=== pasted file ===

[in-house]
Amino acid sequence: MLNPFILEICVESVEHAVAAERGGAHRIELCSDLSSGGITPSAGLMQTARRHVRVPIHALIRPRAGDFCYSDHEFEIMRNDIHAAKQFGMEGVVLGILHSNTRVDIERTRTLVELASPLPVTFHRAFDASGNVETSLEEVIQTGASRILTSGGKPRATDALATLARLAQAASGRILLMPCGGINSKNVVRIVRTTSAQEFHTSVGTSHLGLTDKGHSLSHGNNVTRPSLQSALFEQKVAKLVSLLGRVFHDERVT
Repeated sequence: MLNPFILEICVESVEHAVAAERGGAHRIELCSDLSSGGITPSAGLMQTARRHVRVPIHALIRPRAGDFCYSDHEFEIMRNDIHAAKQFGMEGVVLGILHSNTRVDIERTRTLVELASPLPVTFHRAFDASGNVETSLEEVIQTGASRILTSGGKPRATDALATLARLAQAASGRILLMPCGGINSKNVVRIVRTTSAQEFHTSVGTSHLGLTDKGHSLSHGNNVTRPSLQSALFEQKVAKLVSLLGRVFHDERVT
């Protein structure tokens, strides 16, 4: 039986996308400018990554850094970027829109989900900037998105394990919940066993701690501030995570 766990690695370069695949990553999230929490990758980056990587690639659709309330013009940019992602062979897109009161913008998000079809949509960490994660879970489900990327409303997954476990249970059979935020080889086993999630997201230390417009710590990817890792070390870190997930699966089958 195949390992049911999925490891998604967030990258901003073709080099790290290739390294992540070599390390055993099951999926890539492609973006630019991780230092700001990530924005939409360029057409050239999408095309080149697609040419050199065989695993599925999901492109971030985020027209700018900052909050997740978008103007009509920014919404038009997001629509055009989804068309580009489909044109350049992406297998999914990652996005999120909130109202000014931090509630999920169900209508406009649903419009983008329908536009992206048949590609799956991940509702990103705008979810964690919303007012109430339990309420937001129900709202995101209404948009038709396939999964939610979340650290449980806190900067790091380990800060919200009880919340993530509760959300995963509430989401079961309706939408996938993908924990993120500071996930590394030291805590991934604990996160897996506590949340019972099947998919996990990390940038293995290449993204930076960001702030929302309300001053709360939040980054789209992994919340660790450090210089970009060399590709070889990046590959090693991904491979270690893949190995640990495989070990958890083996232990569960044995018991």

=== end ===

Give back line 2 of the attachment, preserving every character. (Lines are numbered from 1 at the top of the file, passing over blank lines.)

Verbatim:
Amino acid sequence: MLNPFILEICVESVEHAVAAERGGAHRIELCSDLSSGGITPSAGLMQTARRHVRVPIHALIRPRAGDFCYSDHEFEIMRNDIHAAKQFGMEGVVLGILHSNTRVDIERTRTLVELASPLPVTFHRAFDASGNVETSLEEVIQTGASRILTSGGKPRATDALATLARLAQAASGRILLMPCGGINSKNVVRIVRTTSAQEFHTSVGTSHLGLTDKGHSLSHGNNVTRPSLQSALFEQKVAKLVSLLGRVFHDERVT